The audition for the Master Chef position continued for a long time, and all the participants had to cross each stage slowly. She wanted to cook the unexplored cuisines of Kashmir, and for that, she cooked new dishes. Every time during the auditions in Mumbai, Jammu and Delhi, she cooked various new dishes. Her only wish was to create Kashmiri Pandits and Muslim Cuisines on such a big platform as Master Chef. It makes a big difference because no one represented Kashmiri Cuisine before her.

 Beyond the competition, how do you envision using the Master Chef platform to promote cultural exchange and understanding through the lens of food and cuisine?

Each participant is from a different region and culture; she shared her experience and was happy communicating with them about their cultures and cuisines. There was culture exchange; all contestants used to share their ingredients, speciality, and how to utilize them in dishes. Beyond the competition, there was a lot to learn from everyone; they used to discuss and exchange knowledge. They stayed for over 20 hours, apart from that one hour of show.

Kashmiri cuisine is known for its rich history and diverse influences. How do you strike a balance between preserving traditional recipes and incorporating contemporary twists to appeal to a modern audience?

Master Chef is all about adaptation, how one adapts to challenges and new ingredients. She heard of new ingredients for the first time, and almost it was for everyone. She represented Kashmir cuisine, so she wanted to put at least a few elements in all the dishes. Dr Sayeed always wanted to put forward the Kashmiri Cuisines and its ingredients so that people get to know and adopt them. It’s essential to bring a twist because while tasting the food, it must be authentic. Master Chef Kitchen is also about twists, and she tried new dishes with new ingredients, but the soul of the dish remains the same.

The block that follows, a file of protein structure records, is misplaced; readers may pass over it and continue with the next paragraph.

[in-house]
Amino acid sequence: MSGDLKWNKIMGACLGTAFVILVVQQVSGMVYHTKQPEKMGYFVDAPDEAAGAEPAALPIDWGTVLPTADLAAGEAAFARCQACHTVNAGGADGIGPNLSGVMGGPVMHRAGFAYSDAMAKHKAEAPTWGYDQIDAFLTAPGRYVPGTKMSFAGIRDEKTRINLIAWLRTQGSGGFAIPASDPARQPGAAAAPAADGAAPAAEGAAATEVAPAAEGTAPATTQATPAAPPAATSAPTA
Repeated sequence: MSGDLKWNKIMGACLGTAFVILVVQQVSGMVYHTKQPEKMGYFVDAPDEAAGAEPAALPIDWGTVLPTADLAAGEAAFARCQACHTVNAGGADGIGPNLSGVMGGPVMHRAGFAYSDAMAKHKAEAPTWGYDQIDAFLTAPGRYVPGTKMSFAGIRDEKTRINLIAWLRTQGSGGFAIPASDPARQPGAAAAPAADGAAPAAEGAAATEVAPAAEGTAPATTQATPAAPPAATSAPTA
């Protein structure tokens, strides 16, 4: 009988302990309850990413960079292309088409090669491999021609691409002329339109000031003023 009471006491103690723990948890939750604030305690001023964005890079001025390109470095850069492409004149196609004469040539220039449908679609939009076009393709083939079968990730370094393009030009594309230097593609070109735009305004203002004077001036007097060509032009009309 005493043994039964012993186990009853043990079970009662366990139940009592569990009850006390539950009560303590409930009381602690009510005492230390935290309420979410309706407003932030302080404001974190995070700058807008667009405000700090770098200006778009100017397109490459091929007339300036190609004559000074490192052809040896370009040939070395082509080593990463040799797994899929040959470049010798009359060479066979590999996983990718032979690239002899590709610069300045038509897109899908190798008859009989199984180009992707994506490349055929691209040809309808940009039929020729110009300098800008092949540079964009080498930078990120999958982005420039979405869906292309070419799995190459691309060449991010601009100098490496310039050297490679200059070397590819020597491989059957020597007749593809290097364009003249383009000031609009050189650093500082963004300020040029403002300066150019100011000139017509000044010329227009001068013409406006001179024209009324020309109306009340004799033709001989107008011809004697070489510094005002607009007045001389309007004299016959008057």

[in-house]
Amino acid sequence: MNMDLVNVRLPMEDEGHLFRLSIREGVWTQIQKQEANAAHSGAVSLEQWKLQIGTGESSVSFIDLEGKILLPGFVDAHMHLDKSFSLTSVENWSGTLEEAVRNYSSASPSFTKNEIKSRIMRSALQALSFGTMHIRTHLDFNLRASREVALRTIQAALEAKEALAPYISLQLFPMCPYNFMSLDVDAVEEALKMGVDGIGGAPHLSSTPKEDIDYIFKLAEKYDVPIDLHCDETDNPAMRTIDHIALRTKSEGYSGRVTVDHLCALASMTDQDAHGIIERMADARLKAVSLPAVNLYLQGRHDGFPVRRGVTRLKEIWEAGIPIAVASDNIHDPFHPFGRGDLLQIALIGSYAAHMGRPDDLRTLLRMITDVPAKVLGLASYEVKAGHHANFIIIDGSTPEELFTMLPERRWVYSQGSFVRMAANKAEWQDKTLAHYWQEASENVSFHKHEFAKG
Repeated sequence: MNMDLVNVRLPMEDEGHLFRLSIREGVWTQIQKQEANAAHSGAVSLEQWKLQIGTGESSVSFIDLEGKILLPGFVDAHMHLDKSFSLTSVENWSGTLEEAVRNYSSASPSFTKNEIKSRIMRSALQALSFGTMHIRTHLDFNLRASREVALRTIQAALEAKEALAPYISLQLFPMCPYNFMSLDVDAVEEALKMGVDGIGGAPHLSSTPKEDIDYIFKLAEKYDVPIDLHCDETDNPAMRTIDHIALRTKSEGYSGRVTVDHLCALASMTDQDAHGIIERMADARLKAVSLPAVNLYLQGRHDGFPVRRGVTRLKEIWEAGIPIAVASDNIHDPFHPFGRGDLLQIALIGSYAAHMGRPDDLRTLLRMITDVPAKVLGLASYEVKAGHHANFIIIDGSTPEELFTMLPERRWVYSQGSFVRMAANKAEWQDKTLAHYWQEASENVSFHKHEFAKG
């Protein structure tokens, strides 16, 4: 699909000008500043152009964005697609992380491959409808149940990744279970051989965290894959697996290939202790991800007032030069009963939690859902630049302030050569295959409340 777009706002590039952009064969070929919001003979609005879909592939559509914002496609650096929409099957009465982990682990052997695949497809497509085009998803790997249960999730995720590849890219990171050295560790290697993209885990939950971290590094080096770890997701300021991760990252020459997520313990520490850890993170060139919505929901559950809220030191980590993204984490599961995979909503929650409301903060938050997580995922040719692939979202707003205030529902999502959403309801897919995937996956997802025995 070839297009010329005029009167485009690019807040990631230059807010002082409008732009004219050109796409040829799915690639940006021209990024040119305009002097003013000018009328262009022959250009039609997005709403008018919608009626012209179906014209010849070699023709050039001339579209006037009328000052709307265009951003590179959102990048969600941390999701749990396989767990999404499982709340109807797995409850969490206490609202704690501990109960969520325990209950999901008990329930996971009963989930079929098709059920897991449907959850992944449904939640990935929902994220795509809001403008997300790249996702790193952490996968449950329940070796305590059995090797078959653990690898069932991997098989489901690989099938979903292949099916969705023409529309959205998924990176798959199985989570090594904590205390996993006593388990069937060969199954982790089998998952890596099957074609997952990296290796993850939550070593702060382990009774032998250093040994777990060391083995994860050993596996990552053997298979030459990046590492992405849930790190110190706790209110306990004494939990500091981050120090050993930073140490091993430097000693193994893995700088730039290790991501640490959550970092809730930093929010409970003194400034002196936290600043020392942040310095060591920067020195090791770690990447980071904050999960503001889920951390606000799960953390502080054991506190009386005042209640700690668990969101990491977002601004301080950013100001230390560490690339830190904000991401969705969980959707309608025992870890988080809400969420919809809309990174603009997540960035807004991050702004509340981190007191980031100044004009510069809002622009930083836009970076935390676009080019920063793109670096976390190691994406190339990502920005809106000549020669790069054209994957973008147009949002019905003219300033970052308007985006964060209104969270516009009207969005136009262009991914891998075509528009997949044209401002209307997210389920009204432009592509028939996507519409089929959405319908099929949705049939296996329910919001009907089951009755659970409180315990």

Can you share any challenges you faced during the audition process and how these experiences have shaped your approach to cooking and storytelling?

All the contestants had to go after many sets of auditions. The auditions occurred in many states, such as Delhi, Mumbai, etc. Every audition held a new challenge for everyone. It was not easy, but she was always motivated and had that fire within her to prove herself. She faced many challenges during her journey but never stopped and moved ahead. The contestants there were great, but moving ahead of them and beating them was a challenge, and trying new ingredients was also challenging. There were many challenges, but she managed to overcome them all.

Dr. Rukhsaar Sayeed
Picture Credit:Dr. Rukhsaar Sayeed

 As a contestant on Master Chef, how do you plan to leverage this opportunity to not only showcase your individual talent but also to highlight the broader culinary landscape of Kashmir?

Her journey won’t end in Master Chef; her motive is to grow Kashmiri cuisine to a larger audience, as Kashmiri cuisine is very vast. She could not represent every cuisine in Master Chef, so she aimed to gather a mass audience and let them know all the various Kashmiri cuisines. She wants to promote them on social media through pop-ups. Kashmiri tourism is excellent, and she is eager to let tourists know more about Kashmiri cuisines. These things will help her cuisine reach a global audience.

 In your opinion, how does the representation of diverse cuisines on international platforms contribute to a broader appreciation of cultural diversity and fosters cross-cultural connections?